New Platform Technology Revolutionizes Biosynthesis of Peptides
Peptides make up around 8% of all active pharmaceutical ingredients (APIs). Those molecules are short polymers formed from the linking of ≤100 amino acids. They comprise some of the most basic, yet key components of biological processes. Several peptides are significant commercial or pharmaceutical products, ranging from the sugar substitute aspartame to clinically relevant hormones, such as oxytocin and insulin. Today, the peptide market is valued at around $ 20 billion annually with a compound annual growth rate (CAGR) of 9.4%. However, the peptide manufacturing industry is in a state of change.
In recent years peptides — as new chemical entities (NCEs) — have raised the interest of the pharma industry due to their unique therapeutic properties: high target affinity, specificity and potency, low toxicity and reduced antigenicity. Thus, the number of peptide-based drugs entering clinical trials is rising each year, leading to an increasing demand of peptides as APIs. However, this growth is hampered by challenges in the available peptide manufacturing processes such as production costs (e. g. inefficient processes and high need for expensive raw materials), scalability issues and sustainability. As a result, there is an unmet need for cost-efficient scalable technologies specifically designed for peptide production.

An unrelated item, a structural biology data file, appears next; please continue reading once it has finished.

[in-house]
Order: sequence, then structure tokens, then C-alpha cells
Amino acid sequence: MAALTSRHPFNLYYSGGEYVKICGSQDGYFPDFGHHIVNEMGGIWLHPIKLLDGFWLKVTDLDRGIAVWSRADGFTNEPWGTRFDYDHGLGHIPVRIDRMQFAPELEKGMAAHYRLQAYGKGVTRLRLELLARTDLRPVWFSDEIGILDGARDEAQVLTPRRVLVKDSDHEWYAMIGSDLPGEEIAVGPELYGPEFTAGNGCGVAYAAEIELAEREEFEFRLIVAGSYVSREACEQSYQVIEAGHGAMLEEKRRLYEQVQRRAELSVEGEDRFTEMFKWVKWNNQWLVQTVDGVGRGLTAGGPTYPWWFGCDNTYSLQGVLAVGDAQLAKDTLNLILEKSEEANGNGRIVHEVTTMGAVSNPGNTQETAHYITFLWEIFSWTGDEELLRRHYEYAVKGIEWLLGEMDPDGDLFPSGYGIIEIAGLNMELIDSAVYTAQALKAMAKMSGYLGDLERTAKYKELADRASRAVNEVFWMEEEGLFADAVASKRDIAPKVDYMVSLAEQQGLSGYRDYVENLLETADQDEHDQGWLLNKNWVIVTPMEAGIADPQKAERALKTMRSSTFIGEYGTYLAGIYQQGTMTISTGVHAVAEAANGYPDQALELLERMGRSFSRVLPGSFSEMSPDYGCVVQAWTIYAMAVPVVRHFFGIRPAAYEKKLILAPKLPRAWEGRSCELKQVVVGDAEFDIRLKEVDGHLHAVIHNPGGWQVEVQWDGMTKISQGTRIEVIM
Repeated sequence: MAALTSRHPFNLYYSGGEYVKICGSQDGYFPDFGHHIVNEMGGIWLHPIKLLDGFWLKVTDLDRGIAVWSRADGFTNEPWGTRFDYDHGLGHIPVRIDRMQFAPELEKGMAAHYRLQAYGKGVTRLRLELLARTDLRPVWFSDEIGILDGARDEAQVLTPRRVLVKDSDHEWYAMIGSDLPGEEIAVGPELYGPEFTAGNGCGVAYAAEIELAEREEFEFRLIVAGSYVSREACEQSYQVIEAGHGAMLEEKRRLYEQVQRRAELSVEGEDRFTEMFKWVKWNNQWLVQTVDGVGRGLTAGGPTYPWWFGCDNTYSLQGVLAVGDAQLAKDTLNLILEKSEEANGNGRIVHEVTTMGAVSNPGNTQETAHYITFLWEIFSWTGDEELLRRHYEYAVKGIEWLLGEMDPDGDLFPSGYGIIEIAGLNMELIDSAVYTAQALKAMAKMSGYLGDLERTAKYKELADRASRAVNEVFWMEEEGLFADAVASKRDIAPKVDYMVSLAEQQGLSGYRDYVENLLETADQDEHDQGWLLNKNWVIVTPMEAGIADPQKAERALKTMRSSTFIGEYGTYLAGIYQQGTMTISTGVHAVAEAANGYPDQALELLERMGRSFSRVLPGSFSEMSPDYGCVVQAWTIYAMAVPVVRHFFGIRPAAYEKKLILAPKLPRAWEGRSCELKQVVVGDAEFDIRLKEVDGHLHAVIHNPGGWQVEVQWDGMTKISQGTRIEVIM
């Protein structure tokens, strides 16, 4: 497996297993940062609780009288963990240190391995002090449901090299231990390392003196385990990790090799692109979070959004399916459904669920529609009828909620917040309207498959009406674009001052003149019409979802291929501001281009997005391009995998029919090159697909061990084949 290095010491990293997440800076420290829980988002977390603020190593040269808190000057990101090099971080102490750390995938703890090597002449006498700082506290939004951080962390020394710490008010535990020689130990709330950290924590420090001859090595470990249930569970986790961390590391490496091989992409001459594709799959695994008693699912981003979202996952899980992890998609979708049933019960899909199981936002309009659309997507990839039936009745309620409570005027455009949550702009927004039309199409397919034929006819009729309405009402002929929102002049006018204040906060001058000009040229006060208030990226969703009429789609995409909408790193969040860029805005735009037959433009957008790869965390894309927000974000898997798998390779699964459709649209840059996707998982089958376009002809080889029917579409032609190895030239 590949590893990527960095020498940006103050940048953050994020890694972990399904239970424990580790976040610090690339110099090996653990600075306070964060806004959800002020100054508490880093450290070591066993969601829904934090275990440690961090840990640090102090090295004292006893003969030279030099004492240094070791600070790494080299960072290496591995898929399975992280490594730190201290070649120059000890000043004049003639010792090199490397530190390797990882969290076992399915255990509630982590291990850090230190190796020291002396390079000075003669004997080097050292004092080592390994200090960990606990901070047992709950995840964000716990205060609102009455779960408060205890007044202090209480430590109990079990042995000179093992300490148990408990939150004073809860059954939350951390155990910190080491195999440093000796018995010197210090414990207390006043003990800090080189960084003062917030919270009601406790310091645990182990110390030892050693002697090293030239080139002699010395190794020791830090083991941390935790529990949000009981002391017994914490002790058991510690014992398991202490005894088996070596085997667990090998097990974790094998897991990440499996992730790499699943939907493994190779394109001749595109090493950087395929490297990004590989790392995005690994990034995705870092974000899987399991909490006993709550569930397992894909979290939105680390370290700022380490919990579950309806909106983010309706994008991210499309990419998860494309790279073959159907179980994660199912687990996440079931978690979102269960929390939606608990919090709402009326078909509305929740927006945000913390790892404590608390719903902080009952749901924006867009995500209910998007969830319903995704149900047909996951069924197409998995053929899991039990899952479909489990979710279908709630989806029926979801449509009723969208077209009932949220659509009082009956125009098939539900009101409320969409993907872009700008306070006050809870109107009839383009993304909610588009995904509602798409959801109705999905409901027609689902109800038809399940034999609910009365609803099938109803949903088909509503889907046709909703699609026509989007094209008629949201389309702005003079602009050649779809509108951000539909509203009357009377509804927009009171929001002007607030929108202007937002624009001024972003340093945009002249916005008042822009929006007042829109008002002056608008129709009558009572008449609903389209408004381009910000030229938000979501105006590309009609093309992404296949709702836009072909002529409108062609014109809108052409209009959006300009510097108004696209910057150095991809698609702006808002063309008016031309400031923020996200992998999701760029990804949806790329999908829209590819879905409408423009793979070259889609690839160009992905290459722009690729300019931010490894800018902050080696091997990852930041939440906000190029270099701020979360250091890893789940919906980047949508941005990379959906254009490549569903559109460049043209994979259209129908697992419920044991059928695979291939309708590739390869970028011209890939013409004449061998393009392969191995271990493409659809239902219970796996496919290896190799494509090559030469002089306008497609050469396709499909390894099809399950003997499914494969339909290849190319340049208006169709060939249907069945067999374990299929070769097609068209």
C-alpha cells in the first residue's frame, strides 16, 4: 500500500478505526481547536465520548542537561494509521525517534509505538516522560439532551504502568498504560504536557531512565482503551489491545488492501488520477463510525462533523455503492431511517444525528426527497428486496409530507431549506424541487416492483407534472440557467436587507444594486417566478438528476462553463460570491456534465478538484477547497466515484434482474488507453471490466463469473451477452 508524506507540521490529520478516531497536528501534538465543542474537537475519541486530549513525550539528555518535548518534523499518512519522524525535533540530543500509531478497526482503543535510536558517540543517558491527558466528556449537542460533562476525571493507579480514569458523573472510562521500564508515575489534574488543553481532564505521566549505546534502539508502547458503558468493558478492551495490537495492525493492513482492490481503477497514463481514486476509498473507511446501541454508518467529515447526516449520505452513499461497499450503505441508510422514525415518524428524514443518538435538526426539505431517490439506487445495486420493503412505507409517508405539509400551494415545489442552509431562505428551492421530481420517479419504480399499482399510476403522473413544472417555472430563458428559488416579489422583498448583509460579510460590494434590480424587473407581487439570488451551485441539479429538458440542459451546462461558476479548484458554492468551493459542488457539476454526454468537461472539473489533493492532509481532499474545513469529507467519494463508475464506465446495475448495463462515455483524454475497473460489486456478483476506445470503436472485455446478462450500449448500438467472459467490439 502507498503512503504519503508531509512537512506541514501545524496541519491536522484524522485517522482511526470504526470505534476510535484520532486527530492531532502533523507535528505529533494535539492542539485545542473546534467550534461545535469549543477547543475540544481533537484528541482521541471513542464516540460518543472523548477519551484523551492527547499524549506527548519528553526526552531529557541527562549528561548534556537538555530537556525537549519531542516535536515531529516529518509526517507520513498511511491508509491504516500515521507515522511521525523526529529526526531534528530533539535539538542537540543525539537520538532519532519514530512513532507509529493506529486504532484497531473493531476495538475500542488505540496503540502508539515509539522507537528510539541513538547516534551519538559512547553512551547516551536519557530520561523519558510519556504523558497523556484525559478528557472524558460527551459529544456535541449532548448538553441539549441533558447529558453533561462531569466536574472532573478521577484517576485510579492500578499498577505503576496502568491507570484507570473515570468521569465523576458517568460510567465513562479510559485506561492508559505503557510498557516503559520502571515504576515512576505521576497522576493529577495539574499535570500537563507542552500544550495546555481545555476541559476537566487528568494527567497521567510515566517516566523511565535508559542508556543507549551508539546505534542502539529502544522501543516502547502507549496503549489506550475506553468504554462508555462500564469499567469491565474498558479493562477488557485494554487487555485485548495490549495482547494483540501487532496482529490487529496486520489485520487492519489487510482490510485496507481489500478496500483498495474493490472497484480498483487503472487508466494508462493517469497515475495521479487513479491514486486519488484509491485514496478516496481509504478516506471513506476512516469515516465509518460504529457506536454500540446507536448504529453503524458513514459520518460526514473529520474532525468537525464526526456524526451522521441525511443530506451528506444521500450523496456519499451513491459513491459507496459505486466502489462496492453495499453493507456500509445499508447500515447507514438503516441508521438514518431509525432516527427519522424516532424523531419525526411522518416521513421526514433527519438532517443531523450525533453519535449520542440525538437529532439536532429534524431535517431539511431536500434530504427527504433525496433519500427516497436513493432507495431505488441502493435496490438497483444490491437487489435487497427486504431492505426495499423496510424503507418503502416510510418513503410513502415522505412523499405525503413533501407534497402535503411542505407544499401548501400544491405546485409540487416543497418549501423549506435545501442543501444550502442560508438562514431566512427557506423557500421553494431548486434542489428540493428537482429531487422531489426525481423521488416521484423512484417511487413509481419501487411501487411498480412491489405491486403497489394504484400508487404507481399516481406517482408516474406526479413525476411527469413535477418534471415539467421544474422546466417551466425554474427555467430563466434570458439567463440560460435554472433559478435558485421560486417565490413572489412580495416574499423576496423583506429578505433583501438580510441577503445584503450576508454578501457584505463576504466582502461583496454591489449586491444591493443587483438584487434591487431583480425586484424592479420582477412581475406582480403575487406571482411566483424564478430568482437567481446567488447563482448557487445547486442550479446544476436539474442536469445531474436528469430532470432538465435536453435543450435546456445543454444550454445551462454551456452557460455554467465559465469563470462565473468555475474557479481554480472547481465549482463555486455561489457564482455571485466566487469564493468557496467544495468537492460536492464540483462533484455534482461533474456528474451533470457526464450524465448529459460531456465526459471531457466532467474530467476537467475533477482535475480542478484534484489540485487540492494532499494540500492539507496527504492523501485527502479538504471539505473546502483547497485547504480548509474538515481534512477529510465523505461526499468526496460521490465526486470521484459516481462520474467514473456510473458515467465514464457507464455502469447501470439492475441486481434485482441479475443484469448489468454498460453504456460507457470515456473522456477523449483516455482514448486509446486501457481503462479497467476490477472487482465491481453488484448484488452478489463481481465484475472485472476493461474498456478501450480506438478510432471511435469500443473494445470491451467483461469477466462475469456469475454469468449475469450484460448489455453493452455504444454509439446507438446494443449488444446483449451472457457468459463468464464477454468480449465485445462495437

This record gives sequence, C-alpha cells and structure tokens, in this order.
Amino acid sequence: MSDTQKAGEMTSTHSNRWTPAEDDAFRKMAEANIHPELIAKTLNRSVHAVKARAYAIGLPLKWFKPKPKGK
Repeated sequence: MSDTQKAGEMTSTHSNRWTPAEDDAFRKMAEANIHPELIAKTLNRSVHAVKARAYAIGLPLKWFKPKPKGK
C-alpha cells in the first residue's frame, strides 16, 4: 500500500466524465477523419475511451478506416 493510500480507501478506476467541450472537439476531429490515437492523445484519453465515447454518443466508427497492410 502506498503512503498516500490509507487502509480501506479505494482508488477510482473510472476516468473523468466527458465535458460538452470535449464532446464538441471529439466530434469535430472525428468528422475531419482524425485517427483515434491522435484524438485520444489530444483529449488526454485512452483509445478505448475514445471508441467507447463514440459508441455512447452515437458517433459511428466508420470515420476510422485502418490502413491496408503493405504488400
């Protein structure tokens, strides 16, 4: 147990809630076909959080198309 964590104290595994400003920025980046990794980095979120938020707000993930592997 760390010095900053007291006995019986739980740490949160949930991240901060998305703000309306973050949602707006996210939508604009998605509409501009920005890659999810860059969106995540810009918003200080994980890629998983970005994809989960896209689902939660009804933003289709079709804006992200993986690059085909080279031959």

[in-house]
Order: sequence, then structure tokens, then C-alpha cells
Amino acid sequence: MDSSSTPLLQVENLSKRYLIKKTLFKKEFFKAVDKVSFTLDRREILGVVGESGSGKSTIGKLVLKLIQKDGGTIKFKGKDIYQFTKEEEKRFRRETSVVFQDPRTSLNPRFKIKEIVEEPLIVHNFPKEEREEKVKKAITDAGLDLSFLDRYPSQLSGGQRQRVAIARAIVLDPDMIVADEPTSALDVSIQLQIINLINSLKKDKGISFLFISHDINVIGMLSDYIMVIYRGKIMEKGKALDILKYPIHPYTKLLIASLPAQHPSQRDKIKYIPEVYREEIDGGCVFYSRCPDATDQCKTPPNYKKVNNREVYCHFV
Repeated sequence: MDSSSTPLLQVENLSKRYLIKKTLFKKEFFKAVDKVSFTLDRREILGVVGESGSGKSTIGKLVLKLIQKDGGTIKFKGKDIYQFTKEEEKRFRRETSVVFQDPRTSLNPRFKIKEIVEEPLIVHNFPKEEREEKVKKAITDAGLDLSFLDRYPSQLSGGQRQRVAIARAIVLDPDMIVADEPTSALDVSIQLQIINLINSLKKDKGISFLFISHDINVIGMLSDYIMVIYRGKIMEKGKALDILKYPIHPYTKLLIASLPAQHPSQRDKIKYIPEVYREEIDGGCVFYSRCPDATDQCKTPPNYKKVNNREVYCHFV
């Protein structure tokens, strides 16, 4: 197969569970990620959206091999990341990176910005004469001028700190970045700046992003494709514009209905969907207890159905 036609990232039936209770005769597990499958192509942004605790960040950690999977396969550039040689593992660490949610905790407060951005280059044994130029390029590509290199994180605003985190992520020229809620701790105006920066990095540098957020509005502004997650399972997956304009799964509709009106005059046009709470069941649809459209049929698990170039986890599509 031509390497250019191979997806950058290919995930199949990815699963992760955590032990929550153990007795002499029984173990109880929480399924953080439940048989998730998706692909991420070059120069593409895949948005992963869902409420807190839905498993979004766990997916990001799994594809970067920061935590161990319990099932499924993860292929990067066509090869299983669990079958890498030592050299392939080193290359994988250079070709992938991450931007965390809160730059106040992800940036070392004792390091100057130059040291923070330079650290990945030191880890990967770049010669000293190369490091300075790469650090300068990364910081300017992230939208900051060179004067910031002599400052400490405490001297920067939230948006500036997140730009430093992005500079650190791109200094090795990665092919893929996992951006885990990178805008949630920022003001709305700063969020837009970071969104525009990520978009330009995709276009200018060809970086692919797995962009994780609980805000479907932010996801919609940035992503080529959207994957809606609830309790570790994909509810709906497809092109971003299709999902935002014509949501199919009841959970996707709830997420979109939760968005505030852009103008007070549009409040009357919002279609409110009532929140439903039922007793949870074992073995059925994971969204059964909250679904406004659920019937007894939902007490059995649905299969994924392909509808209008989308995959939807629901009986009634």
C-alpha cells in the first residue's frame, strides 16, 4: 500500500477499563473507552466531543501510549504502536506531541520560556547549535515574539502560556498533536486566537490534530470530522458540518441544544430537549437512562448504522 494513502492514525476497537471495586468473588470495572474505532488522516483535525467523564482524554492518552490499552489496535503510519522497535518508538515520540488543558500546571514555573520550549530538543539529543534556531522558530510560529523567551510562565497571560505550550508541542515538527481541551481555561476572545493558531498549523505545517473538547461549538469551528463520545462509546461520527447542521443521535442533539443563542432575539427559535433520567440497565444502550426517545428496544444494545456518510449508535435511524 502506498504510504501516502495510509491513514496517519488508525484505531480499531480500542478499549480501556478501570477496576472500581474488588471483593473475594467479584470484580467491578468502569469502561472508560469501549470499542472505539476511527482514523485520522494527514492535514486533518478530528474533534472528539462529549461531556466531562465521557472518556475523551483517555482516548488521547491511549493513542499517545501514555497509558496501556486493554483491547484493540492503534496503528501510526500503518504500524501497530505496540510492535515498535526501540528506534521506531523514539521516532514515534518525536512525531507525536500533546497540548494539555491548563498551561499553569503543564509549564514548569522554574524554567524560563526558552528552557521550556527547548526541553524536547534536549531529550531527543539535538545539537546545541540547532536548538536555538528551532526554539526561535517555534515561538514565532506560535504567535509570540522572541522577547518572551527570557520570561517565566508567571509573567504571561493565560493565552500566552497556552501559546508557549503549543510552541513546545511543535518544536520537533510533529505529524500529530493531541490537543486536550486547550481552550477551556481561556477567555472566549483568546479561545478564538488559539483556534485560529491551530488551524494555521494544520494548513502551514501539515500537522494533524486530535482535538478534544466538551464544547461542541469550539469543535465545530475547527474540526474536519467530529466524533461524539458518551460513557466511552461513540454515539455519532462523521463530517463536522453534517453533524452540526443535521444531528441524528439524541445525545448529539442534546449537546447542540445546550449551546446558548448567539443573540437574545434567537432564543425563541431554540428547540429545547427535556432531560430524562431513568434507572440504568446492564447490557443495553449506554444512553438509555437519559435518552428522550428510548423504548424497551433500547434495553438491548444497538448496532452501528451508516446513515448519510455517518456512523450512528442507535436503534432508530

Current State of Peptide Manufacturing
With a growing demand, the production of peptides at commercial scale has become a barrier to the industry because limited production capacity exists. Thus, there is a shortage of peptides in the market (as stated by the 2019 Peptide Therapeutics Opportunity Assessment) as a result of the limitations imposed by current peptide production processes, which fall into two types:
One is chemical synthesis, which is responsible for 85% of peptide production. It requires high amounts of expensive and partly toxic raw materials and is rather unaffordable for the production of peptides at large scale, especially for peptides over 30 amino acids in size.